For years, many app developers have side-stepped privacy regulations like the GDPR. But they won’t be able to ignore the EU’s upcoming Digital Markets Act. That’s why it is time to get serious about user consent.
Regulators have tried repeatedly to make digital content creators more respectful of user privacy. They have had some success. But plenty of creators still ignore the rules. The EU’s Digital Markets Act (DMA) promises to be different: for one simple reason. It targets gatekeepers, rather than developers. These giant tech firms won’t risk huge fines and reputation damage because of the actions of third parties. They will demand compliance from any developer using their platforms.
It’s why mobile insiders are bracing themselves for what they call DMArmageddon.
But are they right? Is the DMA really the end of the world? Or can app developers make relatively small changes, and even come out stronger after complying?
We think they can. The secret? Using an in-game Consent Management Platform (CMP) to abide by the rules and gather a large and trusting audience.
...the truth is that game publishers have mostly ignored these rules.
Keeping on top of the gatekeepers
But before we get into that, let’s explore exactly what the EU Digital Markets Act is, and why it’s such an important regulation.
The DMA became law in November 2022, and will be enforced as of March 2024. The EU proposed the law because it was concerned about the rise of big tech ‘gatekeepers’ and the risk that they can abuse their powerful positions in digital markets. Among other things, the EU wants to return control back to the consumers that use these services. The DMA has multiple provisions on privacy and compels gatekeepers such as Apple and Google to obtain “explicit consent for collection and usage of European citizens’ personal data”.
Crucially, this includes data gathering by third parties that use their platforms. This includes mobile apps and games developers.
Digital Markets Act and user consent: this time it’s serious
Now, this is obviously not the first time regulators have passed privacy laws. We all know about the GDPR et al. But the truth is that game publishers have mostly ignored these rules. Indeed, an industry survey from April 2023 found that 90 percent of mobile developers failed to comply with privacy regulations, despite the threat of large fines for noncompliance.
Can they do the same for the DMA? No, they can’t. This time around, the gatekeepers will be enforcing compliance from third parties using their platforms for advertising and other key functions.
They are taking the law extremely seriously. Take Google, for example. In the summer, the company mandated that “all publishers serving ads to EU, EEA and UK users must use a Google-certified Consent Management Platform.”
Why the sudden urgency? Because the EU has promised to fine gatekeepers up to 10 percent of their annual revenue if they breach the DMA. For Google, that adds up to $28.2 billion. Repeated infringements could nudge the number to 20 percent. In light of this, the gatekeeper companies aren’t going to take unnecessary risks. They can simply remove third parties that don’t comply from their platforms. Say goodbye to ad revenue, audience access, critical data, and more.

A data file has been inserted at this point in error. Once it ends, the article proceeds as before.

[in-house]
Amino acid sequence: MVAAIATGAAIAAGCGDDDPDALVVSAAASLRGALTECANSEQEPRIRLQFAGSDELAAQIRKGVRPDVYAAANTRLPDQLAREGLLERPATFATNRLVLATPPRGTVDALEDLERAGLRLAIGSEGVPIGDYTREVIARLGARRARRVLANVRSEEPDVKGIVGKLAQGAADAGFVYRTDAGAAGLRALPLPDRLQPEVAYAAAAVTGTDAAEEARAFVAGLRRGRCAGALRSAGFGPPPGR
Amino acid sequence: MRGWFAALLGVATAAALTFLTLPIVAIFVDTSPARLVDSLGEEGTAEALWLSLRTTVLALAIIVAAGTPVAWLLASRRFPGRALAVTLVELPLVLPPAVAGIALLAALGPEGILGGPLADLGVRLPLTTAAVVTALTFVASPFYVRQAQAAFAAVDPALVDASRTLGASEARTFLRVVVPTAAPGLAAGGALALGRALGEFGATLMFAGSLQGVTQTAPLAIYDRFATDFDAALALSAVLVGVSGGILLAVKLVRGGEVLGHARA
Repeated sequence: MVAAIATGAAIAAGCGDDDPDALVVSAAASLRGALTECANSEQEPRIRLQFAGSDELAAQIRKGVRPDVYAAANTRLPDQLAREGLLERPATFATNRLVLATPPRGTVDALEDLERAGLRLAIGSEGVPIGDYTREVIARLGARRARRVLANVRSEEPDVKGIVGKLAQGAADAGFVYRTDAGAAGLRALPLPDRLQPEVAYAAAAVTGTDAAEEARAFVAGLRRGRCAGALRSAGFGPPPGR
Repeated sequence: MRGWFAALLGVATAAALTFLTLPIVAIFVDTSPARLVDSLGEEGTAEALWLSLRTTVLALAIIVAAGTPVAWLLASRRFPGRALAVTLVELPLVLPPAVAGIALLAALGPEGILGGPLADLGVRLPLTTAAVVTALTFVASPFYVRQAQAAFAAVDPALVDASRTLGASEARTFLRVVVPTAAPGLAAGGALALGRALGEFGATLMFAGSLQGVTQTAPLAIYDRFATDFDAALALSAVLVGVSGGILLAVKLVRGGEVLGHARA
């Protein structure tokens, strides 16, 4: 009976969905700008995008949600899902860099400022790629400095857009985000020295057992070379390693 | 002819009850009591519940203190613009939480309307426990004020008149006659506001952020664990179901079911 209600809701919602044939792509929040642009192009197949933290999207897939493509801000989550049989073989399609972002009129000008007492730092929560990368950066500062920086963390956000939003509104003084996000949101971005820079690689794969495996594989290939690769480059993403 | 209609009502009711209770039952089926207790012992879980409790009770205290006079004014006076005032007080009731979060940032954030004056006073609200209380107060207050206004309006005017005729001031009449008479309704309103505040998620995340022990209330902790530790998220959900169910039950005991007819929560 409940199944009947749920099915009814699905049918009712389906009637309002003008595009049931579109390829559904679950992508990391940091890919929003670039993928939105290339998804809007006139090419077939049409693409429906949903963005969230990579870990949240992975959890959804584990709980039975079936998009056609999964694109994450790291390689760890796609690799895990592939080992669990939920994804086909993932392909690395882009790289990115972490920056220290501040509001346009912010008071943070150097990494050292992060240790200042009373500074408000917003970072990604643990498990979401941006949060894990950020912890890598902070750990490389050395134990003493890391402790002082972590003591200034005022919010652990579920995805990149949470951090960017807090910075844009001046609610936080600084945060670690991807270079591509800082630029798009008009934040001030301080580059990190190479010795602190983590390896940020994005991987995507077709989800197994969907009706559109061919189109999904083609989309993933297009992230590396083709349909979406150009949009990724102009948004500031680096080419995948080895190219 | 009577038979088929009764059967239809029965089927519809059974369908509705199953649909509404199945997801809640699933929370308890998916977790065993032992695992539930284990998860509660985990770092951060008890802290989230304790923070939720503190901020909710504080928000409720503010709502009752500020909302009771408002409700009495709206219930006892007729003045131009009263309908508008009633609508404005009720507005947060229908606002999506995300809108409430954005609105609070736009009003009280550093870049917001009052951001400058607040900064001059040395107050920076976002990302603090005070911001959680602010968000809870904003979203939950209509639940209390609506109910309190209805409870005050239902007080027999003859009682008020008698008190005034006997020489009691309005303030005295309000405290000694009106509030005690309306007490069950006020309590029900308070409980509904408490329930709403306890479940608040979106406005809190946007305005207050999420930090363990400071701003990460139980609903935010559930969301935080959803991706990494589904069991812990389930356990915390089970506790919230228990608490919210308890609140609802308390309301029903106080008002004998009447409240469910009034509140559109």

Hence the phrase ‘DMArmageddon’.
...an industry survey from April 2023 found that 90 percent of mobile developers failed to comply with privacy regulations.
And actually, the DMA is not the only regulatory asteroid barrelling towards games developers. Legislators in other parts of the world are rolling out similar privacy protections. Gartner predicts that, by the end of 2024, 75 percent of the world’s population will have their data and privacy protected by regulation.
Clearly, it’s time for game developers to start taking user consent seriously. Where can they start?
Google's Response: Unveiling Consent Mode
As the DMArmageddon looms, developers will be looking for instructions from the gatekeepers on what to do. Google has been the first to step up. With Google Consent Mode (V2), it is trying to help app developers to navigate the impending privacy storm, especially those relying on Google Firebase for Analytics.
Google Consent Mode indicates whether consent has been granted for Google Analytics and Google Ads cookies. By incorporating it, developers can align their applications with the principles of the Digital Market Act while preserving the functionality of their Google tools.
Digital Markets Act: key steps for app developers
The DMA is nearly here. Unlike other regulations, it cannot be ‘kicked into the long grass’. Developers must take action. We recommend two simple steps.
- Adopt Google Consent Mode immediately. Especially if you are using Google Firebase for Analytics. This proactive step will help ensure your continued access to analytics services and fortify your defences against evolving privacy regulations and new ones on the horizon.
- Consider using a certified consent management platform (CMP). The best CMPs are designed to comply automatically with Google DMA requirements. Usercentrics is one of Google’s officially-sanctioned CMPs. In June 2023, it was certified for use by publishers serving ads to users in the EU, EEA or UK.
Remember, the DMA and Consent Mode are just the start of a wider privacy clampdown. More changes will be coming this year (e.g. Apple new privacy features, Android Privacy Sandbox) so it is important to be ready.
So, the DMArmageddon ‘asteroid’ is coming. But there’s no need to despair. Instead, make privacy part of your strategy. You can avoid the end of the world, and start a brave new one.